Who Is Liable for Accidents at School?

Accidents at School

It’s a call no parent wants to get—their child was injured at school. In fact, millions of children are victims of accidents at school every year in the U.S. The steps you take next are crucial. Determining who is liable for a school accident can be challenging.

All schools have a duty to keep children safe. The first step to determining liability for accidents at is school is to identify who is responsible. It must be clarified whether an act leading to an injury was:

  • Intentional: An intent of physical harm of one child upon another, such as bullying, can constitute an intentional tort. So can the abuse of a student by an adult employee of the school or district. The district may be liable for not properly training or supervising an employee or stopping a case of bullying or harassment. Or, depending on the circumstances, the parents of a violent student may be liable for an injury their child caused.
  • Negligent: Various forms of negligence A school district can be liable for negligence if it didn’t perform a thorough background check on an offending employee. Perhaps it didn’t hire enough staff to provide proper supervision. Negligence can be a factor if there were dangerous conditions that created an unreasonable risk, the person/entity responsible for a duty of care failed to resolve the unsafe condition or provide adequate warning, and the victim couldn’t have known the danger or its risks existed.

Foreseeability and School Accident Liability

Personal injury cases involving schools often consider foreseeability. Could the school or its faculty have foreseen the conditions that led to an accident and corresponding injury? If the school knew of a specific problem but didn’t take action to resolve it or take precautionary measures, it could be liable. For example, a child is injured at the school playground. If the injury was caused by a defect or danger an inspection would have uncovered, or issues were found and nothing was done about them, that can have legal implications for the school.

Who Exactly May Be Liable?

Call Jacob Who is Liable Accidents at School

Who is liable for a child’s injury depends on the nature of the incident; here are a few examples:

  • School Bus Accidents: The bus driver may be at fault or the district may be liable for improper training, but mechanical failures on board the bus or the negligence of another driver may be a factor.
  • Playground Injuries: Poor supervision by teachers could make the school liable, while a defect with equipment at the playground may be the manufacturer’s fault.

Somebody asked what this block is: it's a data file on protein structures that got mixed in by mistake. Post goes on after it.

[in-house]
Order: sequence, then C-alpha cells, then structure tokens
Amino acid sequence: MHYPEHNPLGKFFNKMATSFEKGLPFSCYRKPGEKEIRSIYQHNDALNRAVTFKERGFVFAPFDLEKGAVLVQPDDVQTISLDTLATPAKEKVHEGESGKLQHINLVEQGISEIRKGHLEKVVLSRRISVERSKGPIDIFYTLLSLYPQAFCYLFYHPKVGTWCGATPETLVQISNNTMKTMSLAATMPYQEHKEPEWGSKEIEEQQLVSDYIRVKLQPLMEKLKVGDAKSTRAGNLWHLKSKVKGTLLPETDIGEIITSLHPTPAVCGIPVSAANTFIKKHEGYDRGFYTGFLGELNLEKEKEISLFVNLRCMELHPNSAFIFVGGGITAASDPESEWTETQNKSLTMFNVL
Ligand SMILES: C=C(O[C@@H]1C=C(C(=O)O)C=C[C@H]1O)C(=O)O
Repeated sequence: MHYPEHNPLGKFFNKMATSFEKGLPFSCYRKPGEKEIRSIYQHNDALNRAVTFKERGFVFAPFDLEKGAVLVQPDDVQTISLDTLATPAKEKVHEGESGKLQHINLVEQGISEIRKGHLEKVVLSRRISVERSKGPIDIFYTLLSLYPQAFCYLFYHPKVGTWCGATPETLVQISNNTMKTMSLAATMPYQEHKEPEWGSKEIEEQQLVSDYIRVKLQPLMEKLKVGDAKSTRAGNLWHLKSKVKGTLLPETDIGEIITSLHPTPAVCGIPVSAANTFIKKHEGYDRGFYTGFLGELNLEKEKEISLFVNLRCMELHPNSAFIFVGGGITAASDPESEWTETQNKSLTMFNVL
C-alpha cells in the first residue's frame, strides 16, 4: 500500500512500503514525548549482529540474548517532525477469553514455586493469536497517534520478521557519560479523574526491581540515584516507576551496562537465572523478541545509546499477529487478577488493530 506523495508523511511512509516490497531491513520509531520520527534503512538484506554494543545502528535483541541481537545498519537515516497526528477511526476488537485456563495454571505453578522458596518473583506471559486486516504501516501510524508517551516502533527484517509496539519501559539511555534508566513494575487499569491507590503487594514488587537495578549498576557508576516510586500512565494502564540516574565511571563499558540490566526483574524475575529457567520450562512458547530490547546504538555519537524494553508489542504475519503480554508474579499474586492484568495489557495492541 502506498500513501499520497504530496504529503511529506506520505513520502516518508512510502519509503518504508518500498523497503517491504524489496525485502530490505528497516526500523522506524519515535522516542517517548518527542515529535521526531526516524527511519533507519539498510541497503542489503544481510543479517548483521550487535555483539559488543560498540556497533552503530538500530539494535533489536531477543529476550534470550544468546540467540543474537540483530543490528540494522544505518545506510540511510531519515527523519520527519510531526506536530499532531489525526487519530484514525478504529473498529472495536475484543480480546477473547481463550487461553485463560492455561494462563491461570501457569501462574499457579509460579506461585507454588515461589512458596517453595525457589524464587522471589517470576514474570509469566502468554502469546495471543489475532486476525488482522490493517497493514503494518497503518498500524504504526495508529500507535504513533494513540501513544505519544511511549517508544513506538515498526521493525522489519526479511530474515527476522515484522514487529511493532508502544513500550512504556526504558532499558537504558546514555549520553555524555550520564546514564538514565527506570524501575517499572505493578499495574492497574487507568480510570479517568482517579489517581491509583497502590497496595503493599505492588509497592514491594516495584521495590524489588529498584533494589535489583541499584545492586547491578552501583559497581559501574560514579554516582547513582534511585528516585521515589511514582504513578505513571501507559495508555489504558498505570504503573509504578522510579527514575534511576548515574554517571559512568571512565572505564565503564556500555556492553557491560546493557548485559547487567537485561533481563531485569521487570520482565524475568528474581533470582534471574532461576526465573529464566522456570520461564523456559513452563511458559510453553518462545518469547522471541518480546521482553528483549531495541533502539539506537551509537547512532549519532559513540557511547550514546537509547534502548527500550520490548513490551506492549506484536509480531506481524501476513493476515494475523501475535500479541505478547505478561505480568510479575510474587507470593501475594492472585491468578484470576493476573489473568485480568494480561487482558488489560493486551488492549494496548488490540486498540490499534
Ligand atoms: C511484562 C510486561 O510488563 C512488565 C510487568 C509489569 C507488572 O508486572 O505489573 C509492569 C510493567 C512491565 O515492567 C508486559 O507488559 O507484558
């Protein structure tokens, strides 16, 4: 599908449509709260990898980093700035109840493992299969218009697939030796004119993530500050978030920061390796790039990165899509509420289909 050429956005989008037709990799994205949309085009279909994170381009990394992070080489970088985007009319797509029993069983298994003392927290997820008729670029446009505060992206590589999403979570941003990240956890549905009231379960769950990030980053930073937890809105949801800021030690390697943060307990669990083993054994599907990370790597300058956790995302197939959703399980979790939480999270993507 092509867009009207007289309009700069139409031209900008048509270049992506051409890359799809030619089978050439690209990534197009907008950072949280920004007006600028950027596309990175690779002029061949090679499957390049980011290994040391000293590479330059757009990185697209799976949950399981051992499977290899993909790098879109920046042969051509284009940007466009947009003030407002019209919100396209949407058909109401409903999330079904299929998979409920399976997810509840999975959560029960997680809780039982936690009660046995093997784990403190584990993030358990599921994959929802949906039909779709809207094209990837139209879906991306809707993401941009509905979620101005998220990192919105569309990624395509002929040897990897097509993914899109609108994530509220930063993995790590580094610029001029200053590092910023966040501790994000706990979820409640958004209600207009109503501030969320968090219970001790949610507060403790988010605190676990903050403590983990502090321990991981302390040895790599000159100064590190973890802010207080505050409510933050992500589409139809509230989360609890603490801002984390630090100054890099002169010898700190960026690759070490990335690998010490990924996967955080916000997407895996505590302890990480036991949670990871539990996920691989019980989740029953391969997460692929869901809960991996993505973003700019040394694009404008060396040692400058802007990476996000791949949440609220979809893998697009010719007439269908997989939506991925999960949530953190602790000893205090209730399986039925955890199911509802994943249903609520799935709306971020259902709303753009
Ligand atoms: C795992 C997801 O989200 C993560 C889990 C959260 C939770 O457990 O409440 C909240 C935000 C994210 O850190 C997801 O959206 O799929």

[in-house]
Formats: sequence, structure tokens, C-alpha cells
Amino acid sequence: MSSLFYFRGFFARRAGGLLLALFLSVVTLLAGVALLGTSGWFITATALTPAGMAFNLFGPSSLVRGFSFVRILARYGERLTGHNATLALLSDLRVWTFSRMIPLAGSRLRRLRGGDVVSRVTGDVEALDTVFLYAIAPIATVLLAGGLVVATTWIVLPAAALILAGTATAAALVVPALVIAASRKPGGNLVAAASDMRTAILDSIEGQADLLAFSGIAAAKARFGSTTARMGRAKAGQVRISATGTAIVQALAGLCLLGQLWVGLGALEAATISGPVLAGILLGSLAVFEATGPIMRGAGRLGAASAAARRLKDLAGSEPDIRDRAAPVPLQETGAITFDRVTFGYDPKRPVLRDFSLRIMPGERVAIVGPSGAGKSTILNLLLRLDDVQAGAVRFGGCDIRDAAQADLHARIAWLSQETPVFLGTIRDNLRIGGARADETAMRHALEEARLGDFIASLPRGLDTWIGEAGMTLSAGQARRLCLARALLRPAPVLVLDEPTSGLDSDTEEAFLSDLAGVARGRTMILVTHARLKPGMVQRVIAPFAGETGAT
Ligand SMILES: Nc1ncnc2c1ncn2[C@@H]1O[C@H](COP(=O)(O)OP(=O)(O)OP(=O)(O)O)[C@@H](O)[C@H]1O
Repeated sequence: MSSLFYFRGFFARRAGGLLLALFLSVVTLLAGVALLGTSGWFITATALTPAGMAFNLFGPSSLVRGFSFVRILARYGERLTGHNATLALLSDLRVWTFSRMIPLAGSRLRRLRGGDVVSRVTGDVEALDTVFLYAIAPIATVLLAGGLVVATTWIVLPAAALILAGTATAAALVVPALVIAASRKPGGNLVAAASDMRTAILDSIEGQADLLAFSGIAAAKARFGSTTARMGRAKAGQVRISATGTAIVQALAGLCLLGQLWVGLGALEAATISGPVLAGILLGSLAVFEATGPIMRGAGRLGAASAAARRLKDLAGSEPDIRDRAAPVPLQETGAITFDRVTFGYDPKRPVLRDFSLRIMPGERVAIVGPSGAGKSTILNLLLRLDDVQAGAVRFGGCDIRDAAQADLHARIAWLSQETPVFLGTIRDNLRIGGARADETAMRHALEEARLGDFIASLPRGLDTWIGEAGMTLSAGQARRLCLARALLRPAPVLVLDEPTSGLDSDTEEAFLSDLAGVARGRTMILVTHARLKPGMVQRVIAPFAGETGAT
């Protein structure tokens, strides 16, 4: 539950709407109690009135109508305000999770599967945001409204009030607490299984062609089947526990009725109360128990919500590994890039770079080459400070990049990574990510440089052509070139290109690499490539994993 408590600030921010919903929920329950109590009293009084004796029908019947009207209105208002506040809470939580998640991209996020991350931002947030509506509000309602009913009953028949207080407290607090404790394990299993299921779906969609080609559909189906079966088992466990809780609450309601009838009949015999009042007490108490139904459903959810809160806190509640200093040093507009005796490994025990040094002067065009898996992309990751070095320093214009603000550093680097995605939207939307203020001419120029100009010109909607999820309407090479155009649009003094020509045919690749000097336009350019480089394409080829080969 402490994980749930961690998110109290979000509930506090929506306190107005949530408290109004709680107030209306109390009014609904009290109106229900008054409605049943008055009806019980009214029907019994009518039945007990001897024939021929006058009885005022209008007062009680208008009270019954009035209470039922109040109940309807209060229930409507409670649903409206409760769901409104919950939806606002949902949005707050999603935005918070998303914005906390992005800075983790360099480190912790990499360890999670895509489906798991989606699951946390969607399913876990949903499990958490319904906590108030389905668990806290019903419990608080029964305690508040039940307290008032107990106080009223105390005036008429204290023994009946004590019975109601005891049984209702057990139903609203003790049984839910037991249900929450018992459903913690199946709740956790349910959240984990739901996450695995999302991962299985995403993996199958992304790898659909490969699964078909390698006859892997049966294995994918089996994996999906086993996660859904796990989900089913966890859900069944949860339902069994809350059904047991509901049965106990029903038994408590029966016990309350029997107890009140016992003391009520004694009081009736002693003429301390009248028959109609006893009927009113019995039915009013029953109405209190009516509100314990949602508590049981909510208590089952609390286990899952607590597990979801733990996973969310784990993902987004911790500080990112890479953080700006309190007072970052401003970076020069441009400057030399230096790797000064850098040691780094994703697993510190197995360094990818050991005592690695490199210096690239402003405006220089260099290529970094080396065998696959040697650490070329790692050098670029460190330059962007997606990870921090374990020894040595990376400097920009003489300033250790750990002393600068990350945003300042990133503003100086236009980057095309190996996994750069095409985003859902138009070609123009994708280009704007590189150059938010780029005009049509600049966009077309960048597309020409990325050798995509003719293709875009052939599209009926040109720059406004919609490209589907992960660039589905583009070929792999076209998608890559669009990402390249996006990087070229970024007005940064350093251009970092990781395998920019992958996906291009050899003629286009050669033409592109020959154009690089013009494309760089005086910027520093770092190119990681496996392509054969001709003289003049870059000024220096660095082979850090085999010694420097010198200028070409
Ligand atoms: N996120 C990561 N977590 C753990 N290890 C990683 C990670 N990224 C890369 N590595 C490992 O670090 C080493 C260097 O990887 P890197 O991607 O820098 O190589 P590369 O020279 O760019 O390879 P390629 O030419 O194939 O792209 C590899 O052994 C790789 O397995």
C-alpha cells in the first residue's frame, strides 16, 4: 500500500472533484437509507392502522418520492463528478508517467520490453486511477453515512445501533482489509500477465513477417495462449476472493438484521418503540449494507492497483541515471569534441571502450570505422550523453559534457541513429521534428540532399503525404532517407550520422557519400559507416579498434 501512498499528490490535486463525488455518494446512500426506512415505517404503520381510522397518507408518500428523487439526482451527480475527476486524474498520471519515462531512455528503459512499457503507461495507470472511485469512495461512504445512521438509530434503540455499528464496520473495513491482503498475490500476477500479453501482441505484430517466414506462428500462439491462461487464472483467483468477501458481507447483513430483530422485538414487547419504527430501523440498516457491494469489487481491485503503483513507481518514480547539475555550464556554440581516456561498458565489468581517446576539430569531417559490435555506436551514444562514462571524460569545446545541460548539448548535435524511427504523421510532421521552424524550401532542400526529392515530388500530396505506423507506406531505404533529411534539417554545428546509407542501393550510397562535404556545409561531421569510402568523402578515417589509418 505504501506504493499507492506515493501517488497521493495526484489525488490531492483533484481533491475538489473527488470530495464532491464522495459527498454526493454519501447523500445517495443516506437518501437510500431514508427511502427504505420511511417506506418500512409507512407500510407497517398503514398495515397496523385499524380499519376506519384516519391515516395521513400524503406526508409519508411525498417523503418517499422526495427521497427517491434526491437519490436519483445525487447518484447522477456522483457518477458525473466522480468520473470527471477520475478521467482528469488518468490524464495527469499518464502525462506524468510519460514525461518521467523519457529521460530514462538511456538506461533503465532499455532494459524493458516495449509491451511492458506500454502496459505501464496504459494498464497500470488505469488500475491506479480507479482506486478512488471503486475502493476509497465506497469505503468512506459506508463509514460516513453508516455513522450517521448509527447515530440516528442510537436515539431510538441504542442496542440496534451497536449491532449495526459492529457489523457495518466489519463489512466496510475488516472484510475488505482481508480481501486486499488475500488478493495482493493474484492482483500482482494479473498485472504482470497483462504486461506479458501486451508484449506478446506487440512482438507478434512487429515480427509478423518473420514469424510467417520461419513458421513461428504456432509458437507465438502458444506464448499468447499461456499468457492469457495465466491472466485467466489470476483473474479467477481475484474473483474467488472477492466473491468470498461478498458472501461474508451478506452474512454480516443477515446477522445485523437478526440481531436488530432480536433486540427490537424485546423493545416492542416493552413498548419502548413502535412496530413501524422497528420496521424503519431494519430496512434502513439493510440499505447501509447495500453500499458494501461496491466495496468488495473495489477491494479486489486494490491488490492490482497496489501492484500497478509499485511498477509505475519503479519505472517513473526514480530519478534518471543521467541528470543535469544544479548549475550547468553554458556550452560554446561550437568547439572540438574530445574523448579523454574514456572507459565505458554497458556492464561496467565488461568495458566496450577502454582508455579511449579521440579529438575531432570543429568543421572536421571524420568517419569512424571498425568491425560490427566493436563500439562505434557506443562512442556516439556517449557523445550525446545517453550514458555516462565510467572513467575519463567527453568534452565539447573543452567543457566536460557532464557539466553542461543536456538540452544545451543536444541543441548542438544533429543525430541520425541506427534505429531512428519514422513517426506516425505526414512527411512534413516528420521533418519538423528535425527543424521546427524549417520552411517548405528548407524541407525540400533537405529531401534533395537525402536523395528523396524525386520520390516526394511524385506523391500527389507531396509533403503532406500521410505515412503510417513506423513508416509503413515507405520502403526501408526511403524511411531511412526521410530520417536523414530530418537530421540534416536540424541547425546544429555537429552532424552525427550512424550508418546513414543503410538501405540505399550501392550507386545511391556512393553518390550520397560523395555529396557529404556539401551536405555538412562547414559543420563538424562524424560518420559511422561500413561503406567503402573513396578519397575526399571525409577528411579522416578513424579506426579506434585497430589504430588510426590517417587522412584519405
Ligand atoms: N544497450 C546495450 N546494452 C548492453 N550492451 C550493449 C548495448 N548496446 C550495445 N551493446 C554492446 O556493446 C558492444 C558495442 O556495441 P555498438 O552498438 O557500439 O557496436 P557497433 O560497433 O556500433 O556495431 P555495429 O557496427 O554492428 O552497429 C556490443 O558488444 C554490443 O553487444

• Slip and Fall Accidents: If an injury was caused by cracked floors, loose handrails, or uneven steps, school maintenance staff or an installation contractor/construction company may be liable. If a child falls on ice or snow, liability can depend on whether the school or an outside vendor is responsible for clearing sidewalks.
  • Food Poisoning: School personnel can be liable for improper food preparation, but if the food is tainted, an outside manufacturer or vendor may face liability.
  • Sports/Recreational Injuries: If a teacher or other faculty member was responsible for supervision at the time and breached their duty, they could be liable. If the injury was caused by defective equipment, a manufacturer or vendor could be to blame.

These aren’t the only possible causes of school-related injuries, but they do demonstrate variables when it comes to liability.

Can I Sue a School Directly?

If your child was injured at a public school, you must file a claim with the school district, which is a government entity. So, you have just 60 to 90 days to do so. The statute of limitations set by your state may be in play as well. A private school, on the other hand, can be sued directly.

In general, schools have some defenses. These include whether a student signed a waiver when playing sports, was injured while on a playground after school hours, and the concept of immunity from liability (public schools). However, immunity can be conditionally waived if claimants follow the rules and act within the allotted amount of time.

Contact a Personal Injury Lawyer

This is crucial step, especially if your child was injured in an accident at a public school (lawsuits against private schools more directly involve state civil courts). The Law Offices of Jacob Emrani has recovered millions of dollars for personal injury clients in California, including those who’ve suffered accidents at school. If your child was injured at a public or private school, we’ll review the case and take the appropriate steps. We’ll also determine liability so you can recover damages and receive proper compensation. Call 888-952-2952 to schedule your free consultation.

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